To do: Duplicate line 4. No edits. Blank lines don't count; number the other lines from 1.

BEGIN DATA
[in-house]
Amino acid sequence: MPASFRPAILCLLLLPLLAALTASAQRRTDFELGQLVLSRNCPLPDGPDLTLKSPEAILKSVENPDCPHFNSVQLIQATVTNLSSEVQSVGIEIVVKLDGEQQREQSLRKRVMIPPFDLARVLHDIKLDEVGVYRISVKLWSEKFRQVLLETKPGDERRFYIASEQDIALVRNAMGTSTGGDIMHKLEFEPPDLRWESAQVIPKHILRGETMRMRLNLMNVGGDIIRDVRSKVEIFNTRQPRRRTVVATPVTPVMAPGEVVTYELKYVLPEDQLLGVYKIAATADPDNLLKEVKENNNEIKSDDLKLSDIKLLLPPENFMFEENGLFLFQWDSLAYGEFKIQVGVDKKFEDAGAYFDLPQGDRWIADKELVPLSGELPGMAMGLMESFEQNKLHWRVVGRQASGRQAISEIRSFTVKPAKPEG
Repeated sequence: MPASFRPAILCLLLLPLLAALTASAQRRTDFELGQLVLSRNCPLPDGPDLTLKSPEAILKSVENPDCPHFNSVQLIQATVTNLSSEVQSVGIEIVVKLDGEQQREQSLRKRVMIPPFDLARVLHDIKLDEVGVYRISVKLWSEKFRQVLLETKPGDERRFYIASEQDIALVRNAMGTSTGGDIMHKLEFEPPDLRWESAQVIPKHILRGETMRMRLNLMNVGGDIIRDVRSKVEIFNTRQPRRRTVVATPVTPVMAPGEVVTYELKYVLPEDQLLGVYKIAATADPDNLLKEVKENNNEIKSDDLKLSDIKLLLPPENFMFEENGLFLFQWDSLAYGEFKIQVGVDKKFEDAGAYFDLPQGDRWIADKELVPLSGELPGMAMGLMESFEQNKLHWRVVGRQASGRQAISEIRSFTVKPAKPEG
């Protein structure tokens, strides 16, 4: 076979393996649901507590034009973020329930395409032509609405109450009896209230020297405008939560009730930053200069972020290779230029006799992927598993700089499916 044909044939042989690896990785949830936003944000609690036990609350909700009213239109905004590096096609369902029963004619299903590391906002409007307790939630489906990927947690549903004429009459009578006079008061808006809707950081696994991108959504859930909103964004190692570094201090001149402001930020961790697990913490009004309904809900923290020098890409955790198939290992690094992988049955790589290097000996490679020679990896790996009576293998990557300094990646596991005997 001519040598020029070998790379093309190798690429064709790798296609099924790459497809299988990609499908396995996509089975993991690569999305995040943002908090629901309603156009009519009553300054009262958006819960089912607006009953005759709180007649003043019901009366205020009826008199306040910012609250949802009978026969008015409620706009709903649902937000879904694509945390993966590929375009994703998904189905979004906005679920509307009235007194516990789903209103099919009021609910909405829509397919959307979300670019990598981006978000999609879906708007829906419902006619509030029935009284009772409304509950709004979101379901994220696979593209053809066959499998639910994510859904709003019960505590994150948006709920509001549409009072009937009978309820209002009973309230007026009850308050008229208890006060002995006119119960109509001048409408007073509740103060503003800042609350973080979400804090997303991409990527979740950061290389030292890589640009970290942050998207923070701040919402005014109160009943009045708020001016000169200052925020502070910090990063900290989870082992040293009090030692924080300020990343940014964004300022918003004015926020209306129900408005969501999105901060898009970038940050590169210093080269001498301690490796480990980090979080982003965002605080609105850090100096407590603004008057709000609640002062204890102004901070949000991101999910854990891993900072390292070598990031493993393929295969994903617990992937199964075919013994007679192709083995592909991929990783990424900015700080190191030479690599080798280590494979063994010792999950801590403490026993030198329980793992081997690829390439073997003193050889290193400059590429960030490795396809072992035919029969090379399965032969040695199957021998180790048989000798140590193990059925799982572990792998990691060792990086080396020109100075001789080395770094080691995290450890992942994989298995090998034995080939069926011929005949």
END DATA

């Protein structure tokens, strides 16, 4: 076979393996649901507590034009973020329930395409032509609405109450009896209230020297405008939560009730930053200069972020290779230029006799992927598993700089499916 044909044939042989690896990785949830936003944000609690036990609350909700009213239109905004590096096609369902029963004619299903590391906002409007307790939630489906990927947690549903004429009459009578006079008061808006809707950081696994991108959504859930909103964004190692570094201090001149402001930020961790697990913490009004309904809900923290020098890409955790198939290992690094992988049955790589290097000996490679020679990896790996009576293998990557300094990646596991005997 001519040598020029070998790379093309190798690429064709790798296609099924790459497809299988990609499908396995996509089975993991690569999305995040943002908090629901309603156009009519009553300054009262958006819960089912607006009953005759709180007649003043019901009366205020009826008199306040910012609250949802009978026969008015409620706009709903649902937000879904694509945390993966590929375009994703998904189905979004906005679920509307009235007194516990789903209103099919009021609910909405829509397919959307979300670019990598981006978000999609879906708007829906419902006619509030029935009284009772409304509950709004979101379901994220696979593209053809066959499998639910994510859904709003019960505590994150948006709920509001549409009072009937009978309820209002009973309230007026009850308050008229208890006060002995006119119960109509001048409408007073509740103060503003800042609350973080979400804090997303991409990527979740950061290389030292890589640009970290942050998207923070701040919402005014109160009943009045708020001016000169200052925020502070910090990063900290989870082992040293009090030692924080300020990343940014964004300022918003004015926020209306129900408005969501999105901060898009970038940050590169210093080269001498301690490796480990980090979080982003965002605080609105850090100096407590603004008057709000609640002062204890102004901070949000991101999910854990891993900072390292070598990031493993393929295969994903617990992937199964075919013994007679192709083995592909991929990783990424900015700080190191030479690599080798280590494979063994010792999950801590403490026993030198329980793992081997690829390439073997003193050889290193400059590429960030490795396809072992035919029969090379399965032969040695199957021998180790048989000798140590193990059925799982572990792998990691060792990086080396020109100075001789080395770094080691995290450890992942994989298995090998034995080939069926011929005949």